Portal yourself into a world of insanity and fun
Despite being comparatively short, Portal has been acclaimed as one of the most original games in 2007 . You must learn to master the use of “portals” to solve a series of increasingly lethal “tests” under the cheerfully menacing guidance of GLaDOS, an intelligent computer of dubious sanity. Using the Aperture Science Handheld Portal Device (or “portal gun”), you can “shoot” portals on walls, floors or ceilings. Stepping into a portal leads you through the other portal regardless of its position or orientation. This can be very disorienting as you must develop whole new kinds of spatial orientation skills to survive, reach your goals – and get the ever elusive cake!
The applications of this seemingly simple concept are many and interesting. For instance, you can use the fact that objects keep their momentum as they cross portals to jump across large distances by falling down into a portal and shooting out of another one placed unto a wall. You can also drop objects into portals (or simply create a portal under them) to move, drop or project them where you need. You can also use portals to manipulate the trajectory of projectiles.
Portal’s mix of deadly test chambers and its Industrial Military Complex gone wild context bears many resemblances to the Cube science fiction/horror films series, but funnier and without the gore.
Compared to other first-person 3D action games, Portal offers a relatively non-violent puzzle experience. It features no weapons other than the non-lethal “portal gun” and the only enemies are automated machine gun turrets and the GLaDOS machine (in the final confrontation.)
To get an idea of the game dynamics and quirky sense of humor of Portal, here is the hilarious “Aperture Science Orientation Video #1” trailer.
I find the weird narration style and usage of schematics somewhat reminiscent of the crazy "JM Inc." TV spots from the Being John Malkovich DVD extras.
Portal’s innovative game play would have been enough to make it a great game. But its subdued, demented humor lifts it to the level of high entertainment. Subtle wit and wackiness lurk everywhere, such as GLaDOS’s comical attempts to manipulate you, her obsession with cake, the innocent, child-like voice of the automated machine-gun turrets (“I see you!”, “I don’t blame you…”) and the omnipresent hints of corporate insanity, such as references to Aperture Science’s rivalry with Black Mesa (a military research complex from Half Life 1) in wildly optimistic budget previsions slideshows running in abandoned rooms.
Here are sample quotes from GLaDOS’s crazed instructions:
“Please note that we have added a consequence for failure. Any contact with the floor will result by an unsatisfactory mark on your record, followed by death.”
“Splendid. You appear to understand how a portal imparts forward momentum or, to be more precise, how it does not.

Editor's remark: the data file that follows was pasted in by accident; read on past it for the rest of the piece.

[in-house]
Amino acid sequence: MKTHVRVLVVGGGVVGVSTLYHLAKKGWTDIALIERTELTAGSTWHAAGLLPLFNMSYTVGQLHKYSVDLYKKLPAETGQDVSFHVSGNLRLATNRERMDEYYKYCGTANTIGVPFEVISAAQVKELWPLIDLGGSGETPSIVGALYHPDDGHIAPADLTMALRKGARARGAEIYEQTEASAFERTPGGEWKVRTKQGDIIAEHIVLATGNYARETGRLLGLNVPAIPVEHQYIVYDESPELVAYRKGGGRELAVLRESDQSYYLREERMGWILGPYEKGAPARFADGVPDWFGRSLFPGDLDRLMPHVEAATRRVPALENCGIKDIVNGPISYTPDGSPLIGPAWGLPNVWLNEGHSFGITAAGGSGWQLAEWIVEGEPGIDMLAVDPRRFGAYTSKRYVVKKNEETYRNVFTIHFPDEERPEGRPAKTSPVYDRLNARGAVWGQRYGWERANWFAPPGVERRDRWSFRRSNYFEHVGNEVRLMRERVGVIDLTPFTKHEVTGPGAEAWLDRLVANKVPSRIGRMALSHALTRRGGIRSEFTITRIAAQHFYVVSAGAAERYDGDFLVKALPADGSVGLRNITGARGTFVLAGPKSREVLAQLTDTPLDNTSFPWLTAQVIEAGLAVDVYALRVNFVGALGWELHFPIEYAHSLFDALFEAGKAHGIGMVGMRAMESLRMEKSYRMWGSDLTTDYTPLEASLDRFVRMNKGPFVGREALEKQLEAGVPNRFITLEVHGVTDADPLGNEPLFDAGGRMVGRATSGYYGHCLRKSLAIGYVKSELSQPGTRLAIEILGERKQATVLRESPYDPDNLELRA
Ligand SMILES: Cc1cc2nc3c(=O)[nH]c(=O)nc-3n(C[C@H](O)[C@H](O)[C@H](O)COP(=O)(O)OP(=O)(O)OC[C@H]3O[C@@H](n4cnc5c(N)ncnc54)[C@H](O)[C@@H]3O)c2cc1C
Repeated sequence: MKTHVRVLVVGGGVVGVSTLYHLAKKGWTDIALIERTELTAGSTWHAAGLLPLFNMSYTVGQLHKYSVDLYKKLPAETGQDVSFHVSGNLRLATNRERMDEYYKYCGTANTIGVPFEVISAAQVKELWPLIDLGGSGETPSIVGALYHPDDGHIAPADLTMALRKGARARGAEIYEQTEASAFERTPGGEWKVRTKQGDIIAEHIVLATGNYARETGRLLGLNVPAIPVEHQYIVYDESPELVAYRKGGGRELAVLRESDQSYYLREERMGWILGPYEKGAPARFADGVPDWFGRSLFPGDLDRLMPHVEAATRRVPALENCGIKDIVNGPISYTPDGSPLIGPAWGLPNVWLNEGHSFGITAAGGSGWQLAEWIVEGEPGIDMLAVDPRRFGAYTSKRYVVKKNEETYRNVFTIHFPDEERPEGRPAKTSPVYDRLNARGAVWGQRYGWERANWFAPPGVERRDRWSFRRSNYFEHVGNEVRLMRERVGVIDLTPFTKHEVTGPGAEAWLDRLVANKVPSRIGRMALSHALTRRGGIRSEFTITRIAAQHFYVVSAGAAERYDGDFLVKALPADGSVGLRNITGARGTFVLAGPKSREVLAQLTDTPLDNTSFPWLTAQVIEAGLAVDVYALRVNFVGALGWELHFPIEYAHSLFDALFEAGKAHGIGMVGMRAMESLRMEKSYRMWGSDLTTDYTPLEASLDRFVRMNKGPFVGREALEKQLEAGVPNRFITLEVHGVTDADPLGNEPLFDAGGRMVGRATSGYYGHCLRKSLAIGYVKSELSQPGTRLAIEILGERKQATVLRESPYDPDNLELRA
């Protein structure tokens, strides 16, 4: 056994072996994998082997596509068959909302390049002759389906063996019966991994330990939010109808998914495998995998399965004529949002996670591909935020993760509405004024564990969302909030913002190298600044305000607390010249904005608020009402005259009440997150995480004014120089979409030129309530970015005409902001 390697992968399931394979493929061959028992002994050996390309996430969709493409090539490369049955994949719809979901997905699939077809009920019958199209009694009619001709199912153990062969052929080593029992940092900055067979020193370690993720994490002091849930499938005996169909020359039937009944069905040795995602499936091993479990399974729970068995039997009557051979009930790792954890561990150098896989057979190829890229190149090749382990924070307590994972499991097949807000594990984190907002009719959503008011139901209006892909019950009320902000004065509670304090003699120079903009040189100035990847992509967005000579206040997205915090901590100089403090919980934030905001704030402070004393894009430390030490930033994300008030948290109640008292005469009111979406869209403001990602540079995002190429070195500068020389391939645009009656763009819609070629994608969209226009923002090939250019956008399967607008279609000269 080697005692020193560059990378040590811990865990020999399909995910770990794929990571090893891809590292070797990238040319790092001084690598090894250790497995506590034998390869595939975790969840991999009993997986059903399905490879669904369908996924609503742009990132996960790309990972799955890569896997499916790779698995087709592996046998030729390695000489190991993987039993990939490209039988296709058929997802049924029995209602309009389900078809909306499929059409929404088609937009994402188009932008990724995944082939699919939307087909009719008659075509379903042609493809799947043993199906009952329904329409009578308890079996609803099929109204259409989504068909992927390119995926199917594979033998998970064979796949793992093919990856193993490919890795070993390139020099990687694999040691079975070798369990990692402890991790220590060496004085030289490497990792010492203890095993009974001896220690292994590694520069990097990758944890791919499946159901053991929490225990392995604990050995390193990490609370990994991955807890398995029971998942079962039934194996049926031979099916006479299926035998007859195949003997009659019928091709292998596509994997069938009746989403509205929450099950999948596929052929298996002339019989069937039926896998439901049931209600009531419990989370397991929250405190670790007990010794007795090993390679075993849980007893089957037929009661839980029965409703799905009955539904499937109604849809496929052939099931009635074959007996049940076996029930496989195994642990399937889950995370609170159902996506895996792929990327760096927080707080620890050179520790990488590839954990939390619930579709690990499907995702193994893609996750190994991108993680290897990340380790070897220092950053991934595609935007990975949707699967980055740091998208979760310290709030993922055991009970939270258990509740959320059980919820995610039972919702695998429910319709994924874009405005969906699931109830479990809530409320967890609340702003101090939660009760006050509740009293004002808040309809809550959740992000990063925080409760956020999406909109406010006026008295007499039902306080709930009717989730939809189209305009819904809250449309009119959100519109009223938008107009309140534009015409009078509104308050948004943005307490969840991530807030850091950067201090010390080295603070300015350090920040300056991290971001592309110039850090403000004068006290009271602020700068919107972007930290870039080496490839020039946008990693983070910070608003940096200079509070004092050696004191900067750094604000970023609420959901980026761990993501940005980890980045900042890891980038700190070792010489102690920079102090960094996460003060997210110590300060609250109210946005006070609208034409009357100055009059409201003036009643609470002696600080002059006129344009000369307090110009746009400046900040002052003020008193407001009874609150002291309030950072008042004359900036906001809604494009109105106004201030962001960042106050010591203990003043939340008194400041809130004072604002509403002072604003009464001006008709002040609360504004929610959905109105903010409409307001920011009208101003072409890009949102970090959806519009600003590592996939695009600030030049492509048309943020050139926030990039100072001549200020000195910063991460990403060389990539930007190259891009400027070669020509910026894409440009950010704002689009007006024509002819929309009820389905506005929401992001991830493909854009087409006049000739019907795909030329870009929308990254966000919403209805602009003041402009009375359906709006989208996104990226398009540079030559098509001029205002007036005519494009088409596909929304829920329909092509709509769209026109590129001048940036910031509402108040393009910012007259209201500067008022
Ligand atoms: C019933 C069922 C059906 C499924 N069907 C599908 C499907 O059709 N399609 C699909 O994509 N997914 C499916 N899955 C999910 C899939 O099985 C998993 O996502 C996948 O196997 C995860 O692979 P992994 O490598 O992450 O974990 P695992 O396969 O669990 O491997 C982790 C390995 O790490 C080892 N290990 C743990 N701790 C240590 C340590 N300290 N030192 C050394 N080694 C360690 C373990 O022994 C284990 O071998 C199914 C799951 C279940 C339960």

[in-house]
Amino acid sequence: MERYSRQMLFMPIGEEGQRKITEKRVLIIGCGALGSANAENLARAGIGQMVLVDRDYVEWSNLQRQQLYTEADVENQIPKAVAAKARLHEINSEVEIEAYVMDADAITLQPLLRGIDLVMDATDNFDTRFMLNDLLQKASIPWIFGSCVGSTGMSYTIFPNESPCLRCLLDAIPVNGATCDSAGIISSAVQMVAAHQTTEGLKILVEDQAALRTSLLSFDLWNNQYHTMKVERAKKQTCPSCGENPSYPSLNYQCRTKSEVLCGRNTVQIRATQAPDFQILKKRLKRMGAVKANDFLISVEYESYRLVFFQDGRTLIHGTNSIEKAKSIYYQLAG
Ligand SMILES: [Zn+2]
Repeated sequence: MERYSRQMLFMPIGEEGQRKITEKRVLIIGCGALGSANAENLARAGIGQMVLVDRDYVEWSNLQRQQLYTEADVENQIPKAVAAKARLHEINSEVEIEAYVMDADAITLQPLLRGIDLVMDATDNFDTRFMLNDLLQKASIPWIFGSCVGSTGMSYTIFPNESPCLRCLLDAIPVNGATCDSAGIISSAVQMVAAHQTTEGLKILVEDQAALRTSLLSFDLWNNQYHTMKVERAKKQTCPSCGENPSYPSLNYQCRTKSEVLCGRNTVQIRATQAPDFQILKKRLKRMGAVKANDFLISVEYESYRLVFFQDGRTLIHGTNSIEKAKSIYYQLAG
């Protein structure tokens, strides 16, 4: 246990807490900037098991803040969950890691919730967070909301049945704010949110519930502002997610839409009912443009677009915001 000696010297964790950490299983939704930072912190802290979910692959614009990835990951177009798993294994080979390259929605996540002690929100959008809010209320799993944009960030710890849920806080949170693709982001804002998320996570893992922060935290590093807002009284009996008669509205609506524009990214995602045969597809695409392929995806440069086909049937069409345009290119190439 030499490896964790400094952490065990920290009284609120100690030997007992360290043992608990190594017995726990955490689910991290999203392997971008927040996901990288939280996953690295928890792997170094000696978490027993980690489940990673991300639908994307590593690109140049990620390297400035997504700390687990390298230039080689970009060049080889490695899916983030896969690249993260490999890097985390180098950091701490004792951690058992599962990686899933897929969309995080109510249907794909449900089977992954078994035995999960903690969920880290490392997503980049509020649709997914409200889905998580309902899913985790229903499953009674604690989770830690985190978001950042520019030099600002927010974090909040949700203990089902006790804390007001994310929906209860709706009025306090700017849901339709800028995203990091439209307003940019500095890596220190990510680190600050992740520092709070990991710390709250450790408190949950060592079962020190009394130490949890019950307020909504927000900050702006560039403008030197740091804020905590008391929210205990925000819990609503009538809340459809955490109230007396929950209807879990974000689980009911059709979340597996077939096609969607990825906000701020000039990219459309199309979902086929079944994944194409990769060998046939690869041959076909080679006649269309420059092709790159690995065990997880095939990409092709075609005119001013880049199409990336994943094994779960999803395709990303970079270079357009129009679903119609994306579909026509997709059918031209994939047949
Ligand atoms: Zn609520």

The Enrichment Center is committed to the well-being of all participants. Cake and grief counseling will be available at the conclusion of the test. Thank you for helping us help us all.
Another achievement of the game’s design and writing is the fact even though your character (a woman named Chell) is possibly the only living being in the whole complex, everything is imbued with personality and presence, including objects, machines and people who have been long gone. The fact that one of the most memorable characters from the game is an inanimate “weighted companion cube” with a painted-on pink heart is a testament to the author’s creativity and courage. (The Companion Cube has its own cult following and has been adapted into a plush toy.)
I was particularly struck by how the game designers used absence as a way to build character and to give back-story exposure to the game. The creepy glazed observation windows set in all test chambers and the ominously deserted offices constantly keep us in mind of the missing Aperture Science staff and one can’t keep wondering at the hidden reasons behind their departure (or removal) from the premises. Also, the second most important character, after GLaDOS, is the (possibly long-dead or escaped) unknown benefactor who left bloody hints and charcoal graffiti on the walls (such as the now famous “The cake is a lie!” tagline) as well as leaving beds made of cardboard boxes, empty water bottles and tin cans all over the facility’s backrooms.
Portal vs Half Life 2
Portal is the brainchild of a team of developers hired by VALVe for their innovative student project game, Narbacular Drop, where the portals concept originated.
Portal is set in the Halfe-Life universe, another VALVe game, mostly by references to Black Mesa, the setting of the original Half Life. Aperture Science, Inc. is also mentioned in Half-Life 2: Episode Two, where it is told that an Apperture Science, Inc. ship, The Borealis, disappeared under mysterious circumstances. There are hints that the salvage or destruction of the Borealis and the dangerous secret it holds may be part of the plot of the upcoming Half-Life 2: Episode 3. Does this means that the Aperture Science Handheld Portal Device will become part of Half Life’s Gordon Freeman’s arsenal? This would be soooo cool! :)